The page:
Music Interviews
12:44 pm
Mon April 9, 2012

Adam Cohen: On Intimacy, Antagonism And Influence

Originally published on Mon April 9, 2012 5:14 pm

During the course of his career, singer-songwriter Adam Cohen says he has twisted himself into creating commercially successful music — but not this record, not this song. "What Other Guy," from his third album Like A Man, didn't seem likely to generate mainstream popularity. And yet it did, more than any other song he has ever recorded.

The son of iconic singer Leonard Cohen, Adam Cohen says his latest record is a celebration and demonstration of his father's influence on his music.

"I was never at odds with my father's voice or influence. I just thought it was an obligation of mine to uncover my own path," Cohen tells NPR's Audie Cornish. "I come from a family business of writers, and in this case, I'm the son of someone I'm enormously proud of, and it was high time that I dignified that."

"What Other Guy" shares many similarities with some of his father's works — particularly the song "So Long Marianne" and a poem entitled "For Anne," both by the elder Cohen. But the song, built around Adam Cohen's unique experiences, paints a detailed picture of intimacy with undertones of antagonism.

"None of the details in the song are necessarily important, but when you put them together, you do get this sense that someone else really knows someone else," Cohen says. "The subtle antagonism only comes from when you're telling someone ... what other guy knows you like that? It's that familiarity that, as the cliche says, breeds a kind of contempt."

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Transcript

AUDIE CORNISH, HOST:

In the world of music, we turn now to a songwriter whose voice and sound might feel familiar, even if his name isn't. Adam Cohen is the son of songwriter and poet Leonard Cohen. And for the longest time, the son shied away from making music that might remind listeners of his father. But on his new album, "Like a Man," Adam Cohen embraces his musical legacy.

We asked him to tell us the story behind one song on the album, a song called "What Other Guy."

(SOUNDBITE OF SONG, "WHAT OTHER GUY")

ADAM COHEN: (Singing) I know what you look like in the morning. Your kisses are soft and warm. I can draw you with my eyes closed. Seen you with nothing on but the radio. I know how many years of French you took, your favorite movies, your favorite books. I know what really gets you going, glowing.

None of the details in the song are necessarily important, but when you put them together, you do get this sense that someone else really knows someone else. And the subtle antagonism only comes from, you know, when you're telling someone, I know what you look like in the morning, I how many years of French you took, I know the way you tilt your head for a photograph. I know the name of the first guy you ever kissed and - etc., etc., etc. What other guy knows you like that? That's where the subtle antagonism comes from. It's that familiarity that, as the cliché says, breeds a kind of contempt.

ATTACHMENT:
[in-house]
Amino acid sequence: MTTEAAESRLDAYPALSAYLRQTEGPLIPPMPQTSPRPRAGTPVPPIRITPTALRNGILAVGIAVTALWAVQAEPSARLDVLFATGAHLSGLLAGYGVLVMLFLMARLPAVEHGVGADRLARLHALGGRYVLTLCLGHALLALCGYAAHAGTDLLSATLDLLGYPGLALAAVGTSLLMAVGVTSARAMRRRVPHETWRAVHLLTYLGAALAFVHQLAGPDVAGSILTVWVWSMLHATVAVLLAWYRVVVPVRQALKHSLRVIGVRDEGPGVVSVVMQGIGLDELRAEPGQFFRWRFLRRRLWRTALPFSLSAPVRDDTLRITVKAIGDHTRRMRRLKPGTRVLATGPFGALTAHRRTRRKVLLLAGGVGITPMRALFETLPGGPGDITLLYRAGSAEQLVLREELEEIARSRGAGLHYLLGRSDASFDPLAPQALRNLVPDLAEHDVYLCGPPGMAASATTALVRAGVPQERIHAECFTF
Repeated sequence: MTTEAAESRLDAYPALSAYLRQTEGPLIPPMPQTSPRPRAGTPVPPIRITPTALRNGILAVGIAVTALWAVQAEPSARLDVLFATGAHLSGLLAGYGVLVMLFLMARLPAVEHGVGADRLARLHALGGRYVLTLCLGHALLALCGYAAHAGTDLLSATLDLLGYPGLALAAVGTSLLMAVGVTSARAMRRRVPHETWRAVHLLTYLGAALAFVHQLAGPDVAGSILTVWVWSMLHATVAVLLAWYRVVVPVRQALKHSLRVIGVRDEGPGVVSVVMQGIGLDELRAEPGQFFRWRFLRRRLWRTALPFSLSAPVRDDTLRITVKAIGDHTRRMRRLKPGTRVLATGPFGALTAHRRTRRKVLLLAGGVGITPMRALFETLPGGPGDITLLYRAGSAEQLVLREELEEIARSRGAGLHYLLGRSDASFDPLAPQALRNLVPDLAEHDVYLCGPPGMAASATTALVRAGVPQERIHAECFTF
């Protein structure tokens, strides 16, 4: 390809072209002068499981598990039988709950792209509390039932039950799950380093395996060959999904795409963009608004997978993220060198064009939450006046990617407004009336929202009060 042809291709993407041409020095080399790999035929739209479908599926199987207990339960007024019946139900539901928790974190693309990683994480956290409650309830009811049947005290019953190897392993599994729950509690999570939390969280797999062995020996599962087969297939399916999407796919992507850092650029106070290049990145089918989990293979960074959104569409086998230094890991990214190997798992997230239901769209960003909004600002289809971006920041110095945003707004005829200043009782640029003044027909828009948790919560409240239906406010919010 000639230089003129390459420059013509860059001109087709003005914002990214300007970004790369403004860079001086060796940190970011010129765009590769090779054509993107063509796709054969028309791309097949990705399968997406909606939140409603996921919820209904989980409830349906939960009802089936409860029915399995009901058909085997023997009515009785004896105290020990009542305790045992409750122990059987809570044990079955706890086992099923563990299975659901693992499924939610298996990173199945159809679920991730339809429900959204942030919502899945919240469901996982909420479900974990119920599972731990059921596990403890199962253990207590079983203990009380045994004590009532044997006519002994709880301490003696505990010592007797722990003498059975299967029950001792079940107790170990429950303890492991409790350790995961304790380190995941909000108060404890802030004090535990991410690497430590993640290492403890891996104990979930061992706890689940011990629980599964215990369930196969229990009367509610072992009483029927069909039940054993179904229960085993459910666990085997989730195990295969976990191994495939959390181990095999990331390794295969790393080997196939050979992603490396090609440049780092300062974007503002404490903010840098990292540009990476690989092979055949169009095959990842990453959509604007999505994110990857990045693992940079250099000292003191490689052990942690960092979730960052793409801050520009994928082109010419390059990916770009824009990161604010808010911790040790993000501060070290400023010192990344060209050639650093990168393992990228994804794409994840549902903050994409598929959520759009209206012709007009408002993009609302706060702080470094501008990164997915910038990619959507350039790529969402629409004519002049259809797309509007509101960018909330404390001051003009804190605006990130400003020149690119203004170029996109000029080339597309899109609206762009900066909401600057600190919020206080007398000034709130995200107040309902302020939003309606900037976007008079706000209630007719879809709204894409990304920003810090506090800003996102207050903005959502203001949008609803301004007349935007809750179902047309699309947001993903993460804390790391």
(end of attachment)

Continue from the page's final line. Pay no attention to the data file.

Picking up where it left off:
(SOUNDBITE OF SONG, "WHAT OTHER GUY")

COHEN: (Singing) Oh, Anne. Oh, Anne.

CORNISH: And is there an Anne in your life, or in a previous life?

COHEN: Oh, yeah, absolutely.

CORNISH: How does she feel about the song?

COHEN: Oh, I think everybody's flattered when a song is written - I wish someone would write a song about me.

(SOUNDBITE OF SONG, "WHAT OTHER GUY")

COHEN: (Singing) And I can name the first guy you ever kissed. I can name the perfume on your wrist. What other guy knows you like that?

CORNISH: One thing I found interesting, lyrically, is - this song shares some DNA with a poem by your father, Leonard Cohen, called "For Anne." The verse has comparative elements like that. Do you know the poem I'm talking about?

COHEN: Sure. And it also has a kind of cousinship to a song called "So Long Marianne." What I'm really doing on this record is celebrating my father's influence on me, and demonstrating it. For so long, I was kind of part of a self-imposed contortion act, where I really bent myself into all sorts of shapes and positions to satisfy an appetite to participate in the music business. And I was never, you know, at odds with my father's voice or influence. I just thought it was an obligation of mine to uncover my own path.

I come from a family business of writers and, in this case, I'm the son of someone I'm enormously proud of. And it was high time that I dignified that.

(SOUNDBITE OF SONG, "WHAT OTHER GUY")

COHEN: (Singing) I know the kind of thing that makes you laugh, the way you tilt your head for a photograph. What other guy knows you like that?

CORNISH: One thing I love about this album - and this song, in particular - is, it very much fits the title of the album, "Like A Man," in terms of it being about a man in love. It comes from a - I don't know - a sort of masculine romanticism, if that makes any sense.

COHEN: In this case, for me, "Like A Man" is about becoming something I've always wanted to be. And that's this - as I say, this member of a tradition and a father, in my case; recently, I became a father. It's about assuming responsibilities.

CORNISH: Singer and songwriter Adam Cohen with the story behind his song, "What Other Guy." It's on his latest album, "Like A Man." Adam Cohen, thank you so much for sharing the story behind the song.

COHEN: Oh, my pleasure.

(SOUNDBITE OF SONG, "WHAT OTHER GUY")

COHEN: (Singing) Oh, Anne. Oh, Anne. Transcript provided by NPR, Copyright NPR.

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